After some years of experience,

these parents would like to share some helpful hints:


I would be happy to add some helpful hints.

My son Will has been pumping for 1 1/2 years starting at the age of 3. Young children have some unique pumping problems. Probably the most frustrating thing was figuring out how to keep the pump in! My son is a typical active boy who constantly wrestles with his brother and two sisters or is crawling on the ground or climbing trees. Besides this we have a swimming pool that he practically lives in during the summer. All these things presented us with challenges to keeping the pump set in. The method that works best for us is to first spray his skin where we are going to insert with Tincture of Benzoin. Next we apply a piece of tape, we use IV 3000 then we insert a Silohette insertion set through the tape. Finally we cover the whole thing with another piece of tape with a hole cut in the middle. We find the Benzoin not only keeps his tape secured it also protects his skin from allergies. The Silohette set works best for a child my son's age since you can visualize the cannula and always know if it is in or not.

Another key to keeping a pump set in is to buy the shortest tubing made and to keep the tubing wrapped around the pump and the pump placed into a deep pocket. My son even wears pants or shorts with deep pockets to bed. By doing this the tubing rarely gets caught and the pump is out of sight out of mind.

My son's HgbA1c's have consistently been in the low 6's. I feel the secret to our success is to accurately weigh and measure all food. If a food does not have a label I weigh it in grams and calculate the amount of carbohydrate in the food by using Carb factors. I have figured out how much insulin my son needs per 1 gram of carbohydrate. After I calculate how many grams of carbohydrate he is eating I then multiply this by the amount needed per 1 gram of carbohydrate. This gives me an exact amount of insulin to give per the pump. For a small child even being off by .1 can make a difference!

Some other tips: Always be prepared by carrying extra batteries, tape and insertion sets with you. Check your child frequently for best control. For small kids, Sweet Tarts which raise the blood sugar about 10 points or so per tart are great for lows. Follow this treatment with a food high in protein, my son likes Kudos bars or peanut butter and crackers. Make sure you treat these foods with the appropriate amount of insulin. Small kids may need their basal rates changed often due to growth spurts. Be prepared to check basal rates, especially at night by having your child fast after dinner and then checking blood sugars every 3-4 hours.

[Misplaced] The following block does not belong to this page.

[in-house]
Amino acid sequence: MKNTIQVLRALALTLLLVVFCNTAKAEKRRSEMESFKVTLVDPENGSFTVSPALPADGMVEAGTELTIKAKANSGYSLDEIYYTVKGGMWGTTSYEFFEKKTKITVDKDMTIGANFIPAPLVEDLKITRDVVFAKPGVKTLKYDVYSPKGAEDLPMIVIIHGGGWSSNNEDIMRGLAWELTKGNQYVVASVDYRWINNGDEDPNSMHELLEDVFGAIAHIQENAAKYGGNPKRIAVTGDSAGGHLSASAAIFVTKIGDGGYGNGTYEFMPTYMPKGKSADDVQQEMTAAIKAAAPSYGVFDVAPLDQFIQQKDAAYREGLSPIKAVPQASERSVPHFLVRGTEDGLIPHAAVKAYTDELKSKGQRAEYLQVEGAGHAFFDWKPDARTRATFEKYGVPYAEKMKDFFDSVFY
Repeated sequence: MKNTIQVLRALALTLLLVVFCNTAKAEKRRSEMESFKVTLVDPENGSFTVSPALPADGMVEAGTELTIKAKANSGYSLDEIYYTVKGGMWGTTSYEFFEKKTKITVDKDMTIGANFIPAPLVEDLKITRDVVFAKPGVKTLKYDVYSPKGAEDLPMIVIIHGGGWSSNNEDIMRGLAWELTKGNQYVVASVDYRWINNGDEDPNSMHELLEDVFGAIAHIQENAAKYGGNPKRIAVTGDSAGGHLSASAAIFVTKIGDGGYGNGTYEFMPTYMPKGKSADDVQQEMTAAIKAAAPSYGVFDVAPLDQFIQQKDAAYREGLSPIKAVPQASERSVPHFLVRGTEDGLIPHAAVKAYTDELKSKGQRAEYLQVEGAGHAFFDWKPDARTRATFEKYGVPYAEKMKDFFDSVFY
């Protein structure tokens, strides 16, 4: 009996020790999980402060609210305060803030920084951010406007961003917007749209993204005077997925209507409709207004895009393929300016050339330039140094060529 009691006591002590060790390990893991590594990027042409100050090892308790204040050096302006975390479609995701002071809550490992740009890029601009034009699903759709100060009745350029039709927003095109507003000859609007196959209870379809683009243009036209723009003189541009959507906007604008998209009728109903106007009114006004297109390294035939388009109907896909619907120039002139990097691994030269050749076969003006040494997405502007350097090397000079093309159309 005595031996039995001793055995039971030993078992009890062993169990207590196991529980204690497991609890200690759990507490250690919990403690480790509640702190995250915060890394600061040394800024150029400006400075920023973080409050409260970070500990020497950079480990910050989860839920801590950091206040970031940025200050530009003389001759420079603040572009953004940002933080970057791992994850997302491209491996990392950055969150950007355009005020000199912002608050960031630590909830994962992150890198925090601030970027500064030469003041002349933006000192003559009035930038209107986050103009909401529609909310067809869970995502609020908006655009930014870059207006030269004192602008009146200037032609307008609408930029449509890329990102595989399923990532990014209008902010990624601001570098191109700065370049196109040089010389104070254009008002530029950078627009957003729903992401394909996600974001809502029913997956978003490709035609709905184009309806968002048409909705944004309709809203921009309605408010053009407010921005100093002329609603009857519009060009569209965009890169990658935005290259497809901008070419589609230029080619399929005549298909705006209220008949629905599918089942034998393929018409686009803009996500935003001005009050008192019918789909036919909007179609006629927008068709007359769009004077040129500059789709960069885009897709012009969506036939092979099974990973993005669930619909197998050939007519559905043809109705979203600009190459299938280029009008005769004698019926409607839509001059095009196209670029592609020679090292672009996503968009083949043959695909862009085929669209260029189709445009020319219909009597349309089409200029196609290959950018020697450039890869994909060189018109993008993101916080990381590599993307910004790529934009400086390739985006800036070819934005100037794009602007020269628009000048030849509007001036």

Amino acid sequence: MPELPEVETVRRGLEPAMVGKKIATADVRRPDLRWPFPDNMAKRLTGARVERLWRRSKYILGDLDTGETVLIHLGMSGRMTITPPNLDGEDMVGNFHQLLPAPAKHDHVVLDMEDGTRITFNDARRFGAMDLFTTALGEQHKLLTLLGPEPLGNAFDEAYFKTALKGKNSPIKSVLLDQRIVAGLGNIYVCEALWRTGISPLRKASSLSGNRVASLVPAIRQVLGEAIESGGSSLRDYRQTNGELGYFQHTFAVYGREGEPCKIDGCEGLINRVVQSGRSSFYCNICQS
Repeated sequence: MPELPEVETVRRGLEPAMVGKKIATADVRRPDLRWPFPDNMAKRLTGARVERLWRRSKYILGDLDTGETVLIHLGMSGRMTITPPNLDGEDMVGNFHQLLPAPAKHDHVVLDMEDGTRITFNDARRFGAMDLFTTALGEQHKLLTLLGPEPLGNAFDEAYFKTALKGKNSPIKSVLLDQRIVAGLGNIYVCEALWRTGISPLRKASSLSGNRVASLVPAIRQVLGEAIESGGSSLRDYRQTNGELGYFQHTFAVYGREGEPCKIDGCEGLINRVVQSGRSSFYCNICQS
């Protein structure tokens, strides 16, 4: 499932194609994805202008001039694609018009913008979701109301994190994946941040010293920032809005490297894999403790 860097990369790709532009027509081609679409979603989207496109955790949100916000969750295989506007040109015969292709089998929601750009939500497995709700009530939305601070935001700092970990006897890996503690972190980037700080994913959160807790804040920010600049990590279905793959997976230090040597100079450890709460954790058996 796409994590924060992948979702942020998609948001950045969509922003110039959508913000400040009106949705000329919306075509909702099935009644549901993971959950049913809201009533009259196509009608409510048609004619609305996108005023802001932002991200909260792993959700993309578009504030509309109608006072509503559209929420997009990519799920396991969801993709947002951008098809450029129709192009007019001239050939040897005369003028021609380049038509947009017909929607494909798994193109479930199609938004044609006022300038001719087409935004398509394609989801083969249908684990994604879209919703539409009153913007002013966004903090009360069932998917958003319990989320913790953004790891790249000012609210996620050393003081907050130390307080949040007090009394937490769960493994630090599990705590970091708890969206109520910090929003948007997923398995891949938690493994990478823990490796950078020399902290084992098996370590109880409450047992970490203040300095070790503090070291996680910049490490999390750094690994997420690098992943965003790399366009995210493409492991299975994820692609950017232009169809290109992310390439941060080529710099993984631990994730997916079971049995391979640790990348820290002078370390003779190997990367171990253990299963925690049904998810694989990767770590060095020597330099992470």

My final tip is for those of you with young kids pumping. Find yourself at least one other person other than your spouse that you can train to take care of your child and occasionally take a break! Diabetes care, especially with a young child can be exhausting and cumbersome. I have a good friend who I have taught over time every trick I know. She can insert the sets and calculate amounts of insulin as well as I can. For the first time since Will was diagnosed with diabetes almost 3 years ago my husband and I have been able to go away overnight! That little break made all the difference in the world to me, it was very refreshing.

Good luck to all of you caring for children with diabetes. Don't forget God is in control and prayer really does help!